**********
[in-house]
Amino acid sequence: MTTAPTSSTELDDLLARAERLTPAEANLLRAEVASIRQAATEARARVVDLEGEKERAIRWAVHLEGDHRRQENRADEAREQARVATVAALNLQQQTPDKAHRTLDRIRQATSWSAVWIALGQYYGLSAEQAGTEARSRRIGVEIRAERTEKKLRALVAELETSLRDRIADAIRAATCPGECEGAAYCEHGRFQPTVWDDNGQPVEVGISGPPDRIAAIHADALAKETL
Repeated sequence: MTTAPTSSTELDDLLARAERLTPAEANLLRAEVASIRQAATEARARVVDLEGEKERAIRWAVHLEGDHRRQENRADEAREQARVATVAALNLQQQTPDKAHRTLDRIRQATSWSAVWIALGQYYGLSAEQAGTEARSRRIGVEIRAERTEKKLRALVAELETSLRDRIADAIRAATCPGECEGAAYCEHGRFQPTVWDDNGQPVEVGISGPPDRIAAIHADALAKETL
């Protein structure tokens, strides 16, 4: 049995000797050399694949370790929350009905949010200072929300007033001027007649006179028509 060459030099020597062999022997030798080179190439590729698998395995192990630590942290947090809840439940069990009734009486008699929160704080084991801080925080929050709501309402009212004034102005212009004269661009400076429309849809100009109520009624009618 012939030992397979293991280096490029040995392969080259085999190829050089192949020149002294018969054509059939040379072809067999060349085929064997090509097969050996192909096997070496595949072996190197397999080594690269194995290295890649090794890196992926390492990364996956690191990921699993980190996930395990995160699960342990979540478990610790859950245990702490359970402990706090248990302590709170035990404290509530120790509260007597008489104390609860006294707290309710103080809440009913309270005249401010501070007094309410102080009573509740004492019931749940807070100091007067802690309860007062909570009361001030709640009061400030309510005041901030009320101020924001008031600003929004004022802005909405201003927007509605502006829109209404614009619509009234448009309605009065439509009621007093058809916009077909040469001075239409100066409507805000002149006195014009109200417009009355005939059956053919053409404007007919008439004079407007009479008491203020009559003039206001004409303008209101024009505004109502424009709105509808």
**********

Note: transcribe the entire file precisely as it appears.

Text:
[in-house]
Amino acid sequence: MTTAPTSSTELDDLLARAERLTPAEANLLRAEVASIRQAATEARARVVDLEGEKERAIRWAVHLEGDHRRQENRADEAREQARVATVAALNLQQQTPDKAHRTLDRIRQATSWSAVWIALGQYYGLSAEQAGTEARSRRIGVEIRAERTEKKLRALVAELETSLRDRIADAIRAATCPGECEGAAYCEHGRFQPTVWDDNGQPVEVGISGPPDRIAAIHADALAKETL
Repeated sequence: MTTAPTSSTELDDLLARAERLTPAEANLLRAEVASIRQAATEARARVVDLEGEKERAIRWAVHLEGDHRRQENRADEAREQARVATVAALNLQQQTPDKAHRTLDRIRQATSWSAVWIALGQYYGLSAEQAGTEARSRRIGVEIRAERTEKKLRALVAELETSLRDRIADAIRAATCPGECEGAAYCEHGRFQPTVWDDNGQPVEVGISGPPDRIAAIHADALAKETL
């Protein structure tokens, strides 16, 4: 049995000797050399694949370790929350009905949010200072929300007033001027007649006179028509 060459030099020597062999022997030798080179190439590729698998395995192990630590942290947090809840439940069990009734009486008699929160704080084991801080925080929050709501309402009212004034102005212009004269661009400076429309849809100009109520009624009618 012939030992397979293991280096490029040995392969080259085999190829050089192949020149002294018969054509059939040379072809067999060349085929064997090509097969050996192909096997070496595949072996190197397999080594690269194995290295890649090794890196992926390492990364996956690191990921699993980190996930395990995160699960342990979540478990610790859950245990702490359970402990706090248990302590709170035990404290509530120790509260007597008489104390609860006294707290309710103080809440009913309270005249401010501070007094309410102080009573509740004492019931749940807070100091007067802690309860007062909570009361001030709640009061400030309510005041901030009320101020924001008031600003929004004022802005909405201003927007509605502006829109209404614009619509009234448009309605009065439509009621007093058809916009077909040469001075239409100066409507805000002149006195014009109200417009009355005939059956053919053409404007007919008439004079407007009479008491203020009559003039206001004409303008209101024009505004109502424009709105509808």